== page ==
What does it mean for you?
We can’t sit around to eat leaves all day to get our protein. We’ve got stuff to do.
If you have a good quality and variety of raw foods then you will have no problem to hit approx. 10% of raw food protein.
Two green smoothies a day and you’re laughing. (Learn all about green smoothies here.)
Nuts, seeds, avocados and the like can pump up the protein intake. Soak and sprout your nuts, seeds and legumes to enhances bio-viability of amino acids and proteins to get even more in.
Learn to like the algaes / seaweeds (e.g. nori, kelp, etc.)
Not convinced? Want to supplement?
There are a number of great all raw food protein supplements out there. My favourites:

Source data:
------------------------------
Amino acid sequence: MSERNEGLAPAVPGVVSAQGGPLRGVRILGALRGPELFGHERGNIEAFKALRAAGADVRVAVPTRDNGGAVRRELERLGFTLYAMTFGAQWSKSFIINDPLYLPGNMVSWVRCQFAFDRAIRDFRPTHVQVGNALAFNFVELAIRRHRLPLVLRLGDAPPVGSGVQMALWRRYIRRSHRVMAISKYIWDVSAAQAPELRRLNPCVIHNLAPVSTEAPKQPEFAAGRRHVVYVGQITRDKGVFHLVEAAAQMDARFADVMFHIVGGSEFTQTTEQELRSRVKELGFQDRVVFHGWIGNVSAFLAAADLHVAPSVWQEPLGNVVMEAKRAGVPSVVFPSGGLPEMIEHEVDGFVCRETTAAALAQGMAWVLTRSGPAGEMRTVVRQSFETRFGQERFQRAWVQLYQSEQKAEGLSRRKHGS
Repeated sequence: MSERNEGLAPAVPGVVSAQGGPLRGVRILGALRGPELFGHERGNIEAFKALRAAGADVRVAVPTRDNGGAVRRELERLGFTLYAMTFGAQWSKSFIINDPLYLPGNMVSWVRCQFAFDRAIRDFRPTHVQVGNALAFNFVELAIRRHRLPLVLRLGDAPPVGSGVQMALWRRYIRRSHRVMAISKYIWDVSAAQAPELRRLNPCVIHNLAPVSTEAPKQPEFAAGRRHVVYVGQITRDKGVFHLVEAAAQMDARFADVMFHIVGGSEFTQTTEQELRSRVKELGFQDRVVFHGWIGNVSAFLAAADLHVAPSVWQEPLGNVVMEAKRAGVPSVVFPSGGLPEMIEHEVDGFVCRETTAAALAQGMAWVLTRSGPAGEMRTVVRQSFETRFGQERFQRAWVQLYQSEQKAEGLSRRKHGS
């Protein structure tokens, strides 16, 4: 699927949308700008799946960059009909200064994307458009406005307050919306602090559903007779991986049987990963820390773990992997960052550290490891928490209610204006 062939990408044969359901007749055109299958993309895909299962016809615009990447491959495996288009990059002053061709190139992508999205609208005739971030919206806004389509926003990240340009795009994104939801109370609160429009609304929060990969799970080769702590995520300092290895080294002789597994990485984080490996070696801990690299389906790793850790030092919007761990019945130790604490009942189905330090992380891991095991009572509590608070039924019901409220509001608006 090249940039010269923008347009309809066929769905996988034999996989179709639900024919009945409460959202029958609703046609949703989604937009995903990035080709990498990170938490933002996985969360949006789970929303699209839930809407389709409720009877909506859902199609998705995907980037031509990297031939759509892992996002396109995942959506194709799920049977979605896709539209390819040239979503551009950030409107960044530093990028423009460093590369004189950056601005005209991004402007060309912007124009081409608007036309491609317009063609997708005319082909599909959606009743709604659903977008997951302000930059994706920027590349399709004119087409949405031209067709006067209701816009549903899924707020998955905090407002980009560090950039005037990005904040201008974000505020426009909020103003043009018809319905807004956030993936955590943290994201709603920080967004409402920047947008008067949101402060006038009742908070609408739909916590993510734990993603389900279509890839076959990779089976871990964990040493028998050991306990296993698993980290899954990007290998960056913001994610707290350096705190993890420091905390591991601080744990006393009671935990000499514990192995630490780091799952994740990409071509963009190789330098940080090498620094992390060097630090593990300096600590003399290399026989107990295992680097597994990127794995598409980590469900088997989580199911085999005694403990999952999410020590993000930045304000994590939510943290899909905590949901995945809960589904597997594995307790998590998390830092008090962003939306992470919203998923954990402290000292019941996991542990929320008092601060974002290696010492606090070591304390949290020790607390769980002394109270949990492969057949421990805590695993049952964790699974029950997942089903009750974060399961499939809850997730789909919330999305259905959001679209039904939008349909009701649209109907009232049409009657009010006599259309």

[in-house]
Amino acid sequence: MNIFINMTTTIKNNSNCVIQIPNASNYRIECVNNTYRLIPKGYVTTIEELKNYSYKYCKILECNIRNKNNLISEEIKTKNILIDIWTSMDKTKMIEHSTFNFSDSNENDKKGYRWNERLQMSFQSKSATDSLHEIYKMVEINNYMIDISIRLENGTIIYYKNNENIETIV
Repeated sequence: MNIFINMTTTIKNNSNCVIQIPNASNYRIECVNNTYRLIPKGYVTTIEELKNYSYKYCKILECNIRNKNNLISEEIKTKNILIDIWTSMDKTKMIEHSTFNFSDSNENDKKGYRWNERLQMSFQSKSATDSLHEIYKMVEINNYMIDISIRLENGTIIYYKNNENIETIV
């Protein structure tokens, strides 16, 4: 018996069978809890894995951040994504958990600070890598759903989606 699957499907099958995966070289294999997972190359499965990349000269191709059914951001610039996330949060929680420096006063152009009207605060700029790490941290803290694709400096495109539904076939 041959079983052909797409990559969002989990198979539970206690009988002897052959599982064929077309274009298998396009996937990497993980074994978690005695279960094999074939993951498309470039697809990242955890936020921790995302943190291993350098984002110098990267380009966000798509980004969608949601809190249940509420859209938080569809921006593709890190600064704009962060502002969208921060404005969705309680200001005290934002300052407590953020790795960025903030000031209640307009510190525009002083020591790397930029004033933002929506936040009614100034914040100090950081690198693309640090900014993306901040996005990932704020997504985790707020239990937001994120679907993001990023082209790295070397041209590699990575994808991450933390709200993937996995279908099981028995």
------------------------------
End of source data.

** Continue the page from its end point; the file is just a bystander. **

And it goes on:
– All raw hemp / brazil nut / proteins powders that you can sprinkle on your salads or add into your smoothies for example.
– Raw spirulina and chlorella tablets that you can just pop into your mouth and chew like nuts. If it was not enough that Spirulina is 60% plant based easily digestible raw food protein, it is also a fabulous source of B12 essential for healthy nerves and tissue (especially for vegans) and B-complex, all the essential amino acids, iron, beta carotene, chlorophyll the natural cleanser..and much more…and has only a few calories…wow!
– Blue-green algae – similar to spirulina/chlorella, just even more pumped up in some ways. Available in liquid or powder form. Great in smoothies or raw soups/sauces, for example.
– Bee Pollen – they say it’s high in all the essential amino acids, plus 8 more non-essentials. I like it in smoothies and raw breakfast cereal.
We are what we eat !